jibbyboo wrote:I am relatively new to Buddhism, however I've been practicing the virtue of honesty for over a year now. And largely have not told any lies or misrepresented myself.
Therefore when I had an interview for a new job and my boss asked me what I was doing with my time off, I told them.
There is a difference between lying and guarding the truth.
You haven't said specifically what your 'time off' activities include.
if you like to spend your off-hours finding stray animals and torturing them, for example,
an employer might consider thet there may be something wrong with you psychologically.
If it is something that would make a potential employer not want to hire you,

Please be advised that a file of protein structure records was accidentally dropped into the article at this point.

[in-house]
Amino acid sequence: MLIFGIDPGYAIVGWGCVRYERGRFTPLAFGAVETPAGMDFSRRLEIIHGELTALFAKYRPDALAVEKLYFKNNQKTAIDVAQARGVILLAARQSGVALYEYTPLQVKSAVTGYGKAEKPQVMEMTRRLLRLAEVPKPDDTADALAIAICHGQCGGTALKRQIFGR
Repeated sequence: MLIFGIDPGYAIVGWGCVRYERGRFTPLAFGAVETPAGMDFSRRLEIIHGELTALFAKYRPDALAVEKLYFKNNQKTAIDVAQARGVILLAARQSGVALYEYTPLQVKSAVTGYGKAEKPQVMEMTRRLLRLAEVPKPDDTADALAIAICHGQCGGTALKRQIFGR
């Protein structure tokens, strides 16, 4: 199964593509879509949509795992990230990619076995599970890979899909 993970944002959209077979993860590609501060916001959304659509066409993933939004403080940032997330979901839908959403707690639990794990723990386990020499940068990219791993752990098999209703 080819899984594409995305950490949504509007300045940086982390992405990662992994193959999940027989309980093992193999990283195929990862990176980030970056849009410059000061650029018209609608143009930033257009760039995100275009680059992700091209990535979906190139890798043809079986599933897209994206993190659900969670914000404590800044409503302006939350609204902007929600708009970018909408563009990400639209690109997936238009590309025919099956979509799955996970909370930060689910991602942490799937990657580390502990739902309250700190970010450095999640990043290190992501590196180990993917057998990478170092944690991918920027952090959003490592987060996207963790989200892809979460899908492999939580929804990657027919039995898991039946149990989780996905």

you don't have to mention it.
if you are telling them that you like to spend hours practicing Buddhist meditation,
and if you live in the United States,
then you should stop mentioning your 'religious" activities
because employers are not legally allowed to ask about that
and by mentioning it, you may be disqualifying yourself from being hired
because, if for some reason in the future they felt the need to hire you
if they knew you were a buddhist, because you told them,
you could then potentially make a claim that they wanted to fire you for discriminatory reasons
and no employer wants to take that risk.